‘I studied politics to make an impact and help people by doing it’ – SRC president and Autumn 2020 UP graduate David Kabwa on receiving his degree

Posted on April 29, 2020

The president of the University of Pretoria’s (UP) Student Representative Council (SRC), David Kabwa, was one of 11 000 students who were recently awarded their qualifications in absentia during a virtual ceremony necessitated by the global COVID-19 pandemic.

Kabwa received a BA in Political Studies (BPolSci) and is pursuing an Honours Degree in International Relations (BA Hons), also at UP.

“Growing up, I had an intense passion to help people,” Kabwa, who was born in Tsimanyana Village in Limpopo and spent his formative years in Groblersdal, says. “I wanted to be a [medical] doctor, much like my father. I got good grades throughout high school, but I did not qualify to study with my final matric results as medicine was all that I had applied for. So I decided to take a [gap] year and upgrade my marks. In that year, I joined the Children’s Parliament, where I was elected chairperson of my commission. I loved what I was doing and felt impactful. At the end of that year, I decided to study politics to make an impact on the parts of politics that I did not like and help people by doing it.”

Making a positive social impact

Kabwa chooses not to focus on particular social ills in isolation, but rather on the nuanced and intersectional manner in which discrimination manifests itself in society. “I am passionate about addressing the apathy that exists among youth,” he explains. “One should not consider societal ills in isolation. If we change our mindset as young people and apply ourselves, we can address these issues. To this end, I have been involved in youth empowerment programmes both through my role in the SRC and collaborations with the Gauteng Provincial Legislature [GPL].”


David celebrating his graduation at home with his family.

Kabwa serves in many other roles besides that of SRC president: as prime minister of the Commonwealth Youth Parliament and chairperson of the second commission in the GPL Youth Sector Parliament; he is an ex-officio member of the South African Union of Students and a youth leader at his local church. He is also a national and international gold medallist in a specialist event known as Laser Run.

With so many responsibilities, how does he manage his time? “I set up a calendar to manage my priorities and identify which commitments require the most attention. Then I organise my other activities around those.”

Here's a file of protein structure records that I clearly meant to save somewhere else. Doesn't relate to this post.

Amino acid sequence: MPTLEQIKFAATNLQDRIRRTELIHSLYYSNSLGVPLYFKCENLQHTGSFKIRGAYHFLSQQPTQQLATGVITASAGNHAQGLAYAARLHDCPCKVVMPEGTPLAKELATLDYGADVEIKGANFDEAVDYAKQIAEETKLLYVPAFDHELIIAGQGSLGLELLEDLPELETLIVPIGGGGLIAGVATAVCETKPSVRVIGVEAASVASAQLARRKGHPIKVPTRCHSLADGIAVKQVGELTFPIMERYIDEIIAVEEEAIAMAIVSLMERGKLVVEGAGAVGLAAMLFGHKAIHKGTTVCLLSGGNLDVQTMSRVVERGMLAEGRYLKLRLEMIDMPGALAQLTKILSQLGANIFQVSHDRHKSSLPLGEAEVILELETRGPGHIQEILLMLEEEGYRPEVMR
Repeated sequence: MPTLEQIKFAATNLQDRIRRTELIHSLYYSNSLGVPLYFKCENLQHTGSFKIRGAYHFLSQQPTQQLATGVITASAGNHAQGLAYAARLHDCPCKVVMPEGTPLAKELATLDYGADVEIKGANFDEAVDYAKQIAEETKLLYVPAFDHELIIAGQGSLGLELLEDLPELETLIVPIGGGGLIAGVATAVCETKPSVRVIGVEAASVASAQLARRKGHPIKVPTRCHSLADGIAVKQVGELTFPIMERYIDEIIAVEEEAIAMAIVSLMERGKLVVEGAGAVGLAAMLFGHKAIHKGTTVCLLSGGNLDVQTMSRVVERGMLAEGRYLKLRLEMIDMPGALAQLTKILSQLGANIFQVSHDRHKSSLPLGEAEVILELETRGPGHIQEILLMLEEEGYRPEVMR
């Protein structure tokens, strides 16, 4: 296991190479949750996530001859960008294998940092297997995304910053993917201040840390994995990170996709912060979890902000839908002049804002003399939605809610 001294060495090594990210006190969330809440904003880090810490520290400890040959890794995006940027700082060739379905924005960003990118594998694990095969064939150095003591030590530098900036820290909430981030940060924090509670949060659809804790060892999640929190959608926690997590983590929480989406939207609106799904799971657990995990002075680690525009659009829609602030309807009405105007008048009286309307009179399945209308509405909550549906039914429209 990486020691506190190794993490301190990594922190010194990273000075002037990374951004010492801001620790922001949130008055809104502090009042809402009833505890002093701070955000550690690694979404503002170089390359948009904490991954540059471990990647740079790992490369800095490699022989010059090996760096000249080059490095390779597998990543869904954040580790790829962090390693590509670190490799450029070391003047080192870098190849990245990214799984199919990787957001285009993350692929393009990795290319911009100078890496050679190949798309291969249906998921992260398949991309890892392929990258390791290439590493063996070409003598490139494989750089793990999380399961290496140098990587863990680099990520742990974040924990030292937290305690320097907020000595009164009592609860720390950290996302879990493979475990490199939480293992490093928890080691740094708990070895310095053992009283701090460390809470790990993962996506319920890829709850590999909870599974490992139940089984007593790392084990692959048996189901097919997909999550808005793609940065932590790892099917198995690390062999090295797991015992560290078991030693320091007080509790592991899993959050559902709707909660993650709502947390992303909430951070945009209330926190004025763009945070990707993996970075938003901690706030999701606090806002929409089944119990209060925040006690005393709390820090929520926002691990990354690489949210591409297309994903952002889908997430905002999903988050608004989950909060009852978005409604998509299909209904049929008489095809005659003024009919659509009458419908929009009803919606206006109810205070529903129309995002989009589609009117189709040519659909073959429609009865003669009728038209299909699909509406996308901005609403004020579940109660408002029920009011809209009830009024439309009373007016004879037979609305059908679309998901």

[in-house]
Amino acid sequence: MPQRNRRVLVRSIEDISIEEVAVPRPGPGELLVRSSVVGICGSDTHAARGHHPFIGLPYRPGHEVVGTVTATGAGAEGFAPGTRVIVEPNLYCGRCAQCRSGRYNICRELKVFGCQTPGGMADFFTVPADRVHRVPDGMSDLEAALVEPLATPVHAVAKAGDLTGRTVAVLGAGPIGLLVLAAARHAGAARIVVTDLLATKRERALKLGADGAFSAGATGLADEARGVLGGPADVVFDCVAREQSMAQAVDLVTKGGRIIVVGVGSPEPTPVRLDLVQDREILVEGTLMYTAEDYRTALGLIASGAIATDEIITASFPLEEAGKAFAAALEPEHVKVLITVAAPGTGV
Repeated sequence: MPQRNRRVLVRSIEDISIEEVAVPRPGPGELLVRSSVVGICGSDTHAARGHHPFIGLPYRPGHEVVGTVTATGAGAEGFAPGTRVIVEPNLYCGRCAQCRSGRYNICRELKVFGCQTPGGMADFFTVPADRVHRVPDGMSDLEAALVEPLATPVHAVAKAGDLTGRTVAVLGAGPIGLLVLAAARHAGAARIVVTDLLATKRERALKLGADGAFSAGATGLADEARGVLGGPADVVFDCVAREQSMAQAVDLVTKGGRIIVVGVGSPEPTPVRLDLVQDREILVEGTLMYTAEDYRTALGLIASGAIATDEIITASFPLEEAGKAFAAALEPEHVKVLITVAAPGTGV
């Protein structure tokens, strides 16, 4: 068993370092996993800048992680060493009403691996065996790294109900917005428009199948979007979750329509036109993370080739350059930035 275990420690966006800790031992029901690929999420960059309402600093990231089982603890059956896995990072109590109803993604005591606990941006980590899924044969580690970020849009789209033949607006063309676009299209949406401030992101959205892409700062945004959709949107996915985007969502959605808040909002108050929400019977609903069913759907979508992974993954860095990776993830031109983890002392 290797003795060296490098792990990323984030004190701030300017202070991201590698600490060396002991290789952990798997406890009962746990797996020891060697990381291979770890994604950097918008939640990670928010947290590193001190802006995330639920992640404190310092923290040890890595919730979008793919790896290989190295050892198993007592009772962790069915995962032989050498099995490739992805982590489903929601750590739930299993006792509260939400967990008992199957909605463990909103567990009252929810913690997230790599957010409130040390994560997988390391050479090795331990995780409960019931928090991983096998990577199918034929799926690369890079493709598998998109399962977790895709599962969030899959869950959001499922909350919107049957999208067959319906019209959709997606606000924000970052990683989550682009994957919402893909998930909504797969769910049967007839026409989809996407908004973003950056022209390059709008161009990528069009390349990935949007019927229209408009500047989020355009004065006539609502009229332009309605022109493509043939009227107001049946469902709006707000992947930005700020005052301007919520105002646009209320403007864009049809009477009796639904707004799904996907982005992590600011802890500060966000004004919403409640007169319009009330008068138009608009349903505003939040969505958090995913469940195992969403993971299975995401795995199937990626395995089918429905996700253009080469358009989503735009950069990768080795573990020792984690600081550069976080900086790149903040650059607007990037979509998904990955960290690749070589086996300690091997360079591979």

Life as SRC president

Student politics is often characterised by polarisation along ideological and organisational lines. Kabwa believes that under his leadership, the SRC is working towards becoming a cohesive unit. “Student governance is greatly characterised by factionalism, yet students of different political affiliations, ethnic backgrounds, race groups and religious affiliations sit around a table and talk to me about the issues facing the student body. I am a firm believer that we can help more people together. This is why I have campaigned with the tagline ‘Lead With You’.”

Adjusting to COVID-19

Students are having to come to grips with changes to their daily routines and lives in general as a result of the COVID-19 pandemic. “My advice would be to develop new habits and make a new routine,” Kabwa says. “If you can develop a routine for how you will work from Monday to Friday, Saturdays and Sundays will start to feel like actual weekends again, because you can dedicate that time to relaxing and recharging with family.

“I’ve adjusted my routine to remain productive. I still work in the time slots that would have been my office hours if we were on campus. I am in constant communication with students [regarding] issues they are facing. Being active and productive has helped me to maintain a sense of normality. Exercise also helps greatly to ease stress and tension.”

Youth and politics in South Africa

Apathy among youth regarding political issues in South Africa is evident in the low voter registration and turnout rates among young people. Kabwa believes there are practical ways in which young people can be encouraged to get involved in politics and legislative matters. “I would suggest getting in touch with the public participation office of your provincial legislature. Every time I am invited, I make it a point to take as many students with me as possible. Seeing it in action is a good way to get students interested and involved.”

Kabwa has also taken a keen interest in the effects of the COVID-19 pandemic on the country and its people, and has an idea of which socio-economic reforms he would implement if he was the president of South Africa. “I would focus on the incremental revitalisation of important sectors such as the agricultural sector. Working on important procedures for quarantine during this time would be paramount to avoid a food shortage down the line. This sector is also the lynchpin for many other sectors.”

What the future holds

Kabwa is UP’s first SRC president to be re-elected to serve another term as an independent candidate. “I intend to continue to serve. This time it will be in the governmental sphere while better equipping myself to be effective by studying simultaneously. I intend on studying for my master’s degree. The more one knows, the more empowered you are. If you want to continue studying, do not do it for acclaim or money but because your heart is invested in applying what you are learning.”

- Author Kaya Nocanda

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